N796 Emotional en social functioning in patients with Crohn's disease needs more attention
Wisse J.*1, Smids C.1, Heida W.1, Calsbeek H.2, Horjus Talabur Horje C.1, de Leest M.1, Groenen M.1, Wahab P.1
1Rijnstate Hospital, IBD centre, Gastroenterology and Hepatology, Arnhem, Netherlands 2IQ Healthcare, Radboud Institute for Health Sciences, Nijmegen, Netherlands
Crohn's disease (CD) is a chronic inflammatory bowel disease with significant impact on the perceived quality of life (QoL). The treatment and support of patients with CD is mainly focused on somatic functioning inducing clinical remission. Emotional and social functioning receive less attention, but are important for the perceived QoL. The primary objective of this project was to study the QoL in our cohort of CD patients, with focus on emotional and social functioning. The secondary objectives were to identify patient characteristics associated with poor QoL and to identify if gastroenterologists and nurses discussed emotional and social functioning with their patients.
This was a retrospective cohort study in CD patients (N=348) treated at Rijnstate Hospital Arnhem. These patients were asked to fulfill the Inflammatory Bowel Disease Questionnaire (IBDQ) in 2014.
We selected patients with the highest (upper quartile, n=42) and lowest (lower quartile, n=59) scores on emotional and social functioning. These groups were compared on demographical and patient characteristics. All medical charts from the lowest scoring group were analyzed on descriptions of emotional and social functioning and whether interventions like referral to a psychologist were undertaken.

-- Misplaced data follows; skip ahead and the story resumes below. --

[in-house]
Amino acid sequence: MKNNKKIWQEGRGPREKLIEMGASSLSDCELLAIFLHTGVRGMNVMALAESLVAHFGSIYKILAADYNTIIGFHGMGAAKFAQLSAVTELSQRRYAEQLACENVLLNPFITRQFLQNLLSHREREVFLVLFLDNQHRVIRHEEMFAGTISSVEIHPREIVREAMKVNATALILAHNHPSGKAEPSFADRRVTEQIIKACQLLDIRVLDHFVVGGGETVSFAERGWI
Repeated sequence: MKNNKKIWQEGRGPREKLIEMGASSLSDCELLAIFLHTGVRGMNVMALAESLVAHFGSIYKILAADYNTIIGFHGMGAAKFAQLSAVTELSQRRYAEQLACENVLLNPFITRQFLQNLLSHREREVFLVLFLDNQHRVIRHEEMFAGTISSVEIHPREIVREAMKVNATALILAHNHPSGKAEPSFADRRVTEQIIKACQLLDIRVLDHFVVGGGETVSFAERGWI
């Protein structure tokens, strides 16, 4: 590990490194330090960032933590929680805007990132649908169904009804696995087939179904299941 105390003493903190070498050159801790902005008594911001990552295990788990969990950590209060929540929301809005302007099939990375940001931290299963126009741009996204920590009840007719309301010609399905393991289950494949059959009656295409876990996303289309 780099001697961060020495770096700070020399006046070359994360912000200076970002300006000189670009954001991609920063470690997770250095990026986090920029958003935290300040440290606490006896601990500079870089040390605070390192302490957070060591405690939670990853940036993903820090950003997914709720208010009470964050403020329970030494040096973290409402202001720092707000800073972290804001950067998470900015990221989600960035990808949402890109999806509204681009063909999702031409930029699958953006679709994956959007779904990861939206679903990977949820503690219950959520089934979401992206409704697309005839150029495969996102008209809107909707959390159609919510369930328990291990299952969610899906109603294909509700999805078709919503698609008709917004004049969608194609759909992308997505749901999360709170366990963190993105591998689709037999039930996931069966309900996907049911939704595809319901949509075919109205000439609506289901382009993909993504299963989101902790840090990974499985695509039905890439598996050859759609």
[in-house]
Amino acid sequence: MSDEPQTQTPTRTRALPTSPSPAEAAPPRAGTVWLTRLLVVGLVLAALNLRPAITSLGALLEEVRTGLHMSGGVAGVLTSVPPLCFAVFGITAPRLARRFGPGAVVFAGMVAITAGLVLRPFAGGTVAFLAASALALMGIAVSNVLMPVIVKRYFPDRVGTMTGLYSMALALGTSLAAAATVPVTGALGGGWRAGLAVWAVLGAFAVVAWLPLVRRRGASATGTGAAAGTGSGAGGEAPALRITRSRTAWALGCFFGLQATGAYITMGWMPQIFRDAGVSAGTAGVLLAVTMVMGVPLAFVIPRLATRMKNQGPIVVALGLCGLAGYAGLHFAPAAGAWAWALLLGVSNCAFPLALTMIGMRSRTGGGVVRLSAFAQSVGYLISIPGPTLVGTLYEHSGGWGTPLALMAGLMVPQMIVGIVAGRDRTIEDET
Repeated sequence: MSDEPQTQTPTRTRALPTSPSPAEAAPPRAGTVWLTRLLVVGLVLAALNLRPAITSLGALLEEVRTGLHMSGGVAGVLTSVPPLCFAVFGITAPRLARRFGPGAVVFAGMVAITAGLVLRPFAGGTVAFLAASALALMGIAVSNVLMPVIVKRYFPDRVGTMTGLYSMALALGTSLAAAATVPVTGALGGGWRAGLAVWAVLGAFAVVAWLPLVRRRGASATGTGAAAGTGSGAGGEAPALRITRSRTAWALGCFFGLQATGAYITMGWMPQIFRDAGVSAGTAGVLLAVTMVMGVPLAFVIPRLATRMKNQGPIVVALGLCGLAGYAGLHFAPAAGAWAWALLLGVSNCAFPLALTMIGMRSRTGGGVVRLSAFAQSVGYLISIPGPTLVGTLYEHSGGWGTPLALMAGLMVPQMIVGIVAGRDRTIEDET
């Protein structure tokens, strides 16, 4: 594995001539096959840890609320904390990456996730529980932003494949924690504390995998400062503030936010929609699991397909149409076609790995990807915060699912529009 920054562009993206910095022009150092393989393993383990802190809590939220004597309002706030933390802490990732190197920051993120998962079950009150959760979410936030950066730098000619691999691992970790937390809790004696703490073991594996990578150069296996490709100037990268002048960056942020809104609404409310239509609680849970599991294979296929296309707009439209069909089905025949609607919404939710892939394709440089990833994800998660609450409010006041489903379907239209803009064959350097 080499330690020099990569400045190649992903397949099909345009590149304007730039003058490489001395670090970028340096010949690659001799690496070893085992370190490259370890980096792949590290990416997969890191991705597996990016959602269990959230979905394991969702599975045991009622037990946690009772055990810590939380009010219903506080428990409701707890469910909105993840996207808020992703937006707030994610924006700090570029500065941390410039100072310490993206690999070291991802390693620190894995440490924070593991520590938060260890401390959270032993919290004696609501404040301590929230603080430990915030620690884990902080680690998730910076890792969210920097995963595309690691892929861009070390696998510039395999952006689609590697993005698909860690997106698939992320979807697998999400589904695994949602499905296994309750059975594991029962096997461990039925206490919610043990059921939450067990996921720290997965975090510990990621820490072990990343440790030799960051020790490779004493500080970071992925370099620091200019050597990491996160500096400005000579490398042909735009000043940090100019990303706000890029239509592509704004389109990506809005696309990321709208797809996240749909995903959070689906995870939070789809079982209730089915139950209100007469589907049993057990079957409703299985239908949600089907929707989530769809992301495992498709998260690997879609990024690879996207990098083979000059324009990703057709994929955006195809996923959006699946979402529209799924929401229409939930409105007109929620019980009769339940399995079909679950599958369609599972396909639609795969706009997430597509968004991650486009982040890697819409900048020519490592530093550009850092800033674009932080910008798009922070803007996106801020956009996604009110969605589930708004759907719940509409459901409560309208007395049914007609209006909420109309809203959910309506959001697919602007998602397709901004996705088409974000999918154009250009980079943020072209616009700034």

Patients in the lowest scoring group had more disease activity, were more often hospitalized and used more anti-TNF medication compared to patients from the highest scoring group (Table 1). The lowest scoring group included more women. Signals of emotional and social (dis)functioning in this group were reported in 35/59 (60%) of the medical charts. Interventions were initiated by gastroenterologist or nurses in 17/59 patients (29%).
The QoL in our cohort of CD patients was comparable with other cohorts in the Netherlands. In this cohort we showed that patients with the lowest scores on emotional and social functioning have significant impaired QoL. The patients with the lowest perceived QOL on emotional en social scale, were characterized by female gender, disease activity, hospitalization and anti-TNF use. Although there is general attention to signals of emotional and social dysfunctioning; in 40% of patients this was not recognized. In the 60% of patients in which signals were recognized, interventions were undertaken in only 30%.
Further study is needed to identify if more attention for emotional and social functioning and more specific interventions in these domains will actually lead to a better perceived QoL in these patients.